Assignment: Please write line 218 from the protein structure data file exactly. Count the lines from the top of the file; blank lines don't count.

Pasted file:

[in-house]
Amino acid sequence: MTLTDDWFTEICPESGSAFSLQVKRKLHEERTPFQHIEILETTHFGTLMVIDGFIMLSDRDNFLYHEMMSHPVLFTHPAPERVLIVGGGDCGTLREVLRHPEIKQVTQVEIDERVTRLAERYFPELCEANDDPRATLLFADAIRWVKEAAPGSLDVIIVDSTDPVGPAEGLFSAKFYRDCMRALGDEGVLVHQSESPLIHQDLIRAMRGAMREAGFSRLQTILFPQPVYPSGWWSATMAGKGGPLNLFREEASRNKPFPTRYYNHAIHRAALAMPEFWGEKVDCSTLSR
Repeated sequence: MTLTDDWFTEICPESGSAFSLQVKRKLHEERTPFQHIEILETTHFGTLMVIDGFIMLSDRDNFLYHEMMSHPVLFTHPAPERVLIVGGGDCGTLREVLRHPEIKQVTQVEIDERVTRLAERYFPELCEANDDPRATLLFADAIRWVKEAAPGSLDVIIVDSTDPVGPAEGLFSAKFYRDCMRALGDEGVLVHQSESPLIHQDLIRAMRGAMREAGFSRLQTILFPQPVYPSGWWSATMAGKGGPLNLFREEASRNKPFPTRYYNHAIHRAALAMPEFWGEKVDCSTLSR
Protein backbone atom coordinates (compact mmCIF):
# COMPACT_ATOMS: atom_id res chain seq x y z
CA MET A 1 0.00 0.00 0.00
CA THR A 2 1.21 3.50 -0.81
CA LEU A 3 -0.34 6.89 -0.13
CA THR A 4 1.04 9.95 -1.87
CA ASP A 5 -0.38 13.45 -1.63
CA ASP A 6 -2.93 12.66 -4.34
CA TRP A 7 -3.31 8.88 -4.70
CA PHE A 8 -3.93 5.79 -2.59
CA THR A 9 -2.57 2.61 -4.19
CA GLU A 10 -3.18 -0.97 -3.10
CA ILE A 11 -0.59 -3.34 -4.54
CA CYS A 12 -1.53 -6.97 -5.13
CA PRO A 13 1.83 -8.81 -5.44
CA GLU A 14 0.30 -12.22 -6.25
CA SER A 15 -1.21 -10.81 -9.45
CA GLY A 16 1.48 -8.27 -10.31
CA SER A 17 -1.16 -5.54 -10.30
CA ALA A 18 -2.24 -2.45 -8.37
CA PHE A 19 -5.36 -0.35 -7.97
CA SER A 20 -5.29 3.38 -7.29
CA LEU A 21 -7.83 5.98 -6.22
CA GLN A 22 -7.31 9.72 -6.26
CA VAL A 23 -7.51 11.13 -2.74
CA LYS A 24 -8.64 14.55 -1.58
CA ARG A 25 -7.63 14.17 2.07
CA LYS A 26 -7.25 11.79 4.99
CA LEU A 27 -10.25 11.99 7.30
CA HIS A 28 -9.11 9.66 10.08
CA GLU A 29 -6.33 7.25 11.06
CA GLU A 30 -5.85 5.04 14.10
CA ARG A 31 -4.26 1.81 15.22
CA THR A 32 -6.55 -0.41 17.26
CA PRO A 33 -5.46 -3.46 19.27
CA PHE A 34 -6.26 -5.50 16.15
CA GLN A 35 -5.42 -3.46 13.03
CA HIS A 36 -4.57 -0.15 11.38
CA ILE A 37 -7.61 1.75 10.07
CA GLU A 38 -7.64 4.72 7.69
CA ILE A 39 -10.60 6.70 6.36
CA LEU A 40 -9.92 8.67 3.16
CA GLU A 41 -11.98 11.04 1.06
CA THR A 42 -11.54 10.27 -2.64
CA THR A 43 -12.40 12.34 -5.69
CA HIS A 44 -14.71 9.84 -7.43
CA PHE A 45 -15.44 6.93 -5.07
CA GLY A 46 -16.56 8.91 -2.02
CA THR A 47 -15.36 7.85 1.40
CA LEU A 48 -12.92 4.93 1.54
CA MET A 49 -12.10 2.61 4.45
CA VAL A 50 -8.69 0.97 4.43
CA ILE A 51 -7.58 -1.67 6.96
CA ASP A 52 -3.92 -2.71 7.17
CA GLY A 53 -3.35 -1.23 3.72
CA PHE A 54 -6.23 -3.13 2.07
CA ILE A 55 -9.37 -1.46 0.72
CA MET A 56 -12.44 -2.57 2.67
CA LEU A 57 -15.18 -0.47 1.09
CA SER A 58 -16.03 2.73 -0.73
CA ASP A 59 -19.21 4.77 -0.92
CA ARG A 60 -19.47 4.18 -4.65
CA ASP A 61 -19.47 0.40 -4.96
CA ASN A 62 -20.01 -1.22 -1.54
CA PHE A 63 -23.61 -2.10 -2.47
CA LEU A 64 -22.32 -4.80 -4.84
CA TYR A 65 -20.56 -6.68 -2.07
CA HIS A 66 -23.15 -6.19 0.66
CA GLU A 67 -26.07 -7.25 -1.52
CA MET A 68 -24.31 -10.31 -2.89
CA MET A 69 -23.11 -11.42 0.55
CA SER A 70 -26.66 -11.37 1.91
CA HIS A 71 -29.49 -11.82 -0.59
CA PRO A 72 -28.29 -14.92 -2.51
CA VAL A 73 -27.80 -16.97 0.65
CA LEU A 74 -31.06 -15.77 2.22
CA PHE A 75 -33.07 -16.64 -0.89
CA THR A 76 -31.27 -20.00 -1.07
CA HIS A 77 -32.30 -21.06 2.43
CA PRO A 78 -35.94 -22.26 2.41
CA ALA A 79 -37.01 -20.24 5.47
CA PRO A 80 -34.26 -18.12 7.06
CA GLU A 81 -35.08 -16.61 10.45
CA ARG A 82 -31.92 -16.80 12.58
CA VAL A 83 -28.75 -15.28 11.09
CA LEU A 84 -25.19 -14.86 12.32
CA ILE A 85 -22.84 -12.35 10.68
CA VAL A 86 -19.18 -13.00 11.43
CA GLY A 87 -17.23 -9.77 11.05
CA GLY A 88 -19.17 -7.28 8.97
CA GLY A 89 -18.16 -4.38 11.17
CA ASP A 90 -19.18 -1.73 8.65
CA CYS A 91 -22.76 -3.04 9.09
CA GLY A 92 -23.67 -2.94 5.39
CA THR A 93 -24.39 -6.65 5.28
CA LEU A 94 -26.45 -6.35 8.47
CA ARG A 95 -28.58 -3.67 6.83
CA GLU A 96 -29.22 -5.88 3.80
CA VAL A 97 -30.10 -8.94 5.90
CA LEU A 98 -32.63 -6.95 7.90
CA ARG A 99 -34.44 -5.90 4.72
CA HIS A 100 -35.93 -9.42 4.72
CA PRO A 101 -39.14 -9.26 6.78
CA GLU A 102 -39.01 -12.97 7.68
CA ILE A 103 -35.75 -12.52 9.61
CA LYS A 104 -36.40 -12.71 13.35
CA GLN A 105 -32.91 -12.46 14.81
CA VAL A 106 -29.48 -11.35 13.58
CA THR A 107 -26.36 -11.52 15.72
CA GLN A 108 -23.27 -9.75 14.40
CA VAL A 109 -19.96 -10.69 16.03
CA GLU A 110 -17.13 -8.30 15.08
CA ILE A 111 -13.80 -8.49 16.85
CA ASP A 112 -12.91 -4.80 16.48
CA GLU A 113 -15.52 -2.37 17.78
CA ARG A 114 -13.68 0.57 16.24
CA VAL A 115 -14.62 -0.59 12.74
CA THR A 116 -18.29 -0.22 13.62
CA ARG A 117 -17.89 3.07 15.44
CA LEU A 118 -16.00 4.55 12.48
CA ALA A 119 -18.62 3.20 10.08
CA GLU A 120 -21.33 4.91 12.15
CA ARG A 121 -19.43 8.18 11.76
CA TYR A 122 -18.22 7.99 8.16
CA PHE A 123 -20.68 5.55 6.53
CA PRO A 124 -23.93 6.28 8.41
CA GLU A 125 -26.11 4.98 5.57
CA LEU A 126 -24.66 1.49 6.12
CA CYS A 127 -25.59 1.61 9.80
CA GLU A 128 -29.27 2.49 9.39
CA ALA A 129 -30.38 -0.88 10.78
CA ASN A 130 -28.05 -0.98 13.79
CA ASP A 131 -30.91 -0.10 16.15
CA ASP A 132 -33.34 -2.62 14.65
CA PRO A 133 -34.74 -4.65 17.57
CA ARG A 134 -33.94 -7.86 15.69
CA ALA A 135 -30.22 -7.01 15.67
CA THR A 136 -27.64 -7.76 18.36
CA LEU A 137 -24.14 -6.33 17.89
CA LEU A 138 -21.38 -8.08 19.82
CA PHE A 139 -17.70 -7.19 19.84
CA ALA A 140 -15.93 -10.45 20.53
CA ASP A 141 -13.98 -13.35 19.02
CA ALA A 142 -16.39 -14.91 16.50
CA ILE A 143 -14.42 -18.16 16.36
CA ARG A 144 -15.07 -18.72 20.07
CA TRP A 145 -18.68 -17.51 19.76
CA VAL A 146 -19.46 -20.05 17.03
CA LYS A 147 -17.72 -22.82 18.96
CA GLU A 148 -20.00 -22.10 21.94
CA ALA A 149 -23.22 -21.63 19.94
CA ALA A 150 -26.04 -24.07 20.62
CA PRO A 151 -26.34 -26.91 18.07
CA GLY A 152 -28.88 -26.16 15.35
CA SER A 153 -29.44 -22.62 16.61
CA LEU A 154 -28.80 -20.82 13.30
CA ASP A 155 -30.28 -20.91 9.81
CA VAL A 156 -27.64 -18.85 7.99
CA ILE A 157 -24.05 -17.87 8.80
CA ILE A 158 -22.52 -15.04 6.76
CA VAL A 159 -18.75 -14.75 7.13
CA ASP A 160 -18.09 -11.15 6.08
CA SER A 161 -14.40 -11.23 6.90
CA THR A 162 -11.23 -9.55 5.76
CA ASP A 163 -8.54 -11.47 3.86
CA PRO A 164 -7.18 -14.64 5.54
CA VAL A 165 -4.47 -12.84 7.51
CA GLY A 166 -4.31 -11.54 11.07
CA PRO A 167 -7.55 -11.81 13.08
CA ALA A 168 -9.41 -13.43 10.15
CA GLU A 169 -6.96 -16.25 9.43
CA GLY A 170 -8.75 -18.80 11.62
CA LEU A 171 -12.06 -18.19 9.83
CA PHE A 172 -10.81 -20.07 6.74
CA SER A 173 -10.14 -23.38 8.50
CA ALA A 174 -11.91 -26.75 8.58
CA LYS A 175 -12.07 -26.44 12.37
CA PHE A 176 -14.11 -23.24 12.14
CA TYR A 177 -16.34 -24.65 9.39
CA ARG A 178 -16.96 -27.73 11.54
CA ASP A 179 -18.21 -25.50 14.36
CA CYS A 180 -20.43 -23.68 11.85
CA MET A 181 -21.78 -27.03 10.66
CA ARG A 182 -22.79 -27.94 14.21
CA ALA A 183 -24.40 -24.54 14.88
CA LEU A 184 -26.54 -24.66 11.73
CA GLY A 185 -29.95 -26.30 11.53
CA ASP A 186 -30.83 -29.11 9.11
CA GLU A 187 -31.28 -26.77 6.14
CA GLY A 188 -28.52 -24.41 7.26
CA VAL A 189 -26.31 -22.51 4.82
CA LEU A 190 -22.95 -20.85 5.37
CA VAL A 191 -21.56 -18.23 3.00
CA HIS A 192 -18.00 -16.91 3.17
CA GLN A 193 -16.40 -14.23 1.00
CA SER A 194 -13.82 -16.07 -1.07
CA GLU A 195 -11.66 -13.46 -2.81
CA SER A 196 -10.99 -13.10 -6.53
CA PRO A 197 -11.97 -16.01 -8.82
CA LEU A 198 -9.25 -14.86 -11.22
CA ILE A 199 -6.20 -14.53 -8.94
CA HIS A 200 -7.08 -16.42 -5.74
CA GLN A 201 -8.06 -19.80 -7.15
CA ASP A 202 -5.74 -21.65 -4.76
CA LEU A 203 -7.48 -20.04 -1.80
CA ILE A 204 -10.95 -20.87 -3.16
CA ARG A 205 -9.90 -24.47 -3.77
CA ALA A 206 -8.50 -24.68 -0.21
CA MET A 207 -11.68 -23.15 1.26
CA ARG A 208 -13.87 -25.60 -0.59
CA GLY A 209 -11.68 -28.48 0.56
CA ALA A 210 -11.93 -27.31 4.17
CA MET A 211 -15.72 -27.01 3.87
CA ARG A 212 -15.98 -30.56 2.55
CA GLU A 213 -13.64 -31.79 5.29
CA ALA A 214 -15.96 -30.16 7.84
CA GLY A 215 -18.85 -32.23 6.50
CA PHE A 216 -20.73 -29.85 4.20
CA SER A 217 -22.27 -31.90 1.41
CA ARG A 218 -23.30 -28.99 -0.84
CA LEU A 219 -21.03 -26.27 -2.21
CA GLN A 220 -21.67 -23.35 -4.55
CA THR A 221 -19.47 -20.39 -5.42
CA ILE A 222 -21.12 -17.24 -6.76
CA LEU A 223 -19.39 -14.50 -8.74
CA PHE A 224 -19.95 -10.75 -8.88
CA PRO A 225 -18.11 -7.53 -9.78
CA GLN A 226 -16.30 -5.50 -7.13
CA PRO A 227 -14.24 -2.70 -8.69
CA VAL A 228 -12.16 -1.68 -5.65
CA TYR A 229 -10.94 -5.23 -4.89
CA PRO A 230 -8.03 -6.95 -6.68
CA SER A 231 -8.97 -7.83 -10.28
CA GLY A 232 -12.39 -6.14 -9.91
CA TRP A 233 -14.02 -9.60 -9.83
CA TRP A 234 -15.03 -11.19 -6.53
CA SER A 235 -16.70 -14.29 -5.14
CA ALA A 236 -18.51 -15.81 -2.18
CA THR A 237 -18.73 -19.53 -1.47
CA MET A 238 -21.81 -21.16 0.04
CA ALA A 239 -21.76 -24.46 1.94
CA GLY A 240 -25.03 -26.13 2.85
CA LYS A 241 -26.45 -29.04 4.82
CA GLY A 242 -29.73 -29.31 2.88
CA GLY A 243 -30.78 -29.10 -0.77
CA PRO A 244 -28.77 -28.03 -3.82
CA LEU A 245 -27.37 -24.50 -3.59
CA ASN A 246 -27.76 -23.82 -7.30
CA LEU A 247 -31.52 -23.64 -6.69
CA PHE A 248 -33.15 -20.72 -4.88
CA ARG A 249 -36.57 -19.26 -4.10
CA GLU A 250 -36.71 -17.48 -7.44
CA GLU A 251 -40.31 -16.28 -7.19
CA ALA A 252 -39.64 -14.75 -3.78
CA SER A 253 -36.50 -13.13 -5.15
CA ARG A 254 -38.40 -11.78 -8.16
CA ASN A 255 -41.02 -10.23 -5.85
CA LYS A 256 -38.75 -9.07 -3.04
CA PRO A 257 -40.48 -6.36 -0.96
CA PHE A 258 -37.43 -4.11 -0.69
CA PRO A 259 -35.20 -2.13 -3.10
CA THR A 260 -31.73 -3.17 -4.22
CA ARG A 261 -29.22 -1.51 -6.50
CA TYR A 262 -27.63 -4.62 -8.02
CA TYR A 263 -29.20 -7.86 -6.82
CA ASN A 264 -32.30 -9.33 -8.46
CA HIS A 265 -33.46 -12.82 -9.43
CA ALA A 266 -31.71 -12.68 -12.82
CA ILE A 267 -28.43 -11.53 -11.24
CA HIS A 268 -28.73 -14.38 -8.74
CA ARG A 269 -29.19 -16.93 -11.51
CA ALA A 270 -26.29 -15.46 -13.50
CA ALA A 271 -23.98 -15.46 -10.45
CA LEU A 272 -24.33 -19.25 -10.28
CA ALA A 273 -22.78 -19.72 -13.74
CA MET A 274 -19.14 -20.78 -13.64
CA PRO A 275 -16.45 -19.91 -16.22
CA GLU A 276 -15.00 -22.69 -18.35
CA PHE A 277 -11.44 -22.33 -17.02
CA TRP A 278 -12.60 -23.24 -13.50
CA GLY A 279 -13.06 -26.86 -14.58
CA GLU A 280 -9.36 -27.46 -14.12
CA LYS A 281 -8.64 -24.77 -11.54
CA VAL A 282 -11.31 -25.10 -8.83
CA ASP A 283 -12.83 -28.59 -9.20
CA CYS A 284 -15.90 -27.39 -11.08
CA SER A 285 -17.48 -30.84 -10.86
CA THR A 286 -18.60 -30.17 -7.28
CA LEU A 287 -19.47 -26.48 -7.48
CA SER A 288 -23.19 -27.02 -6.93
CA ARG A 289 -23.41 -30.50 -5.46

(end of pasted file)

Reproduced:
CA GLU A 213 -13.64 -31.79 5.29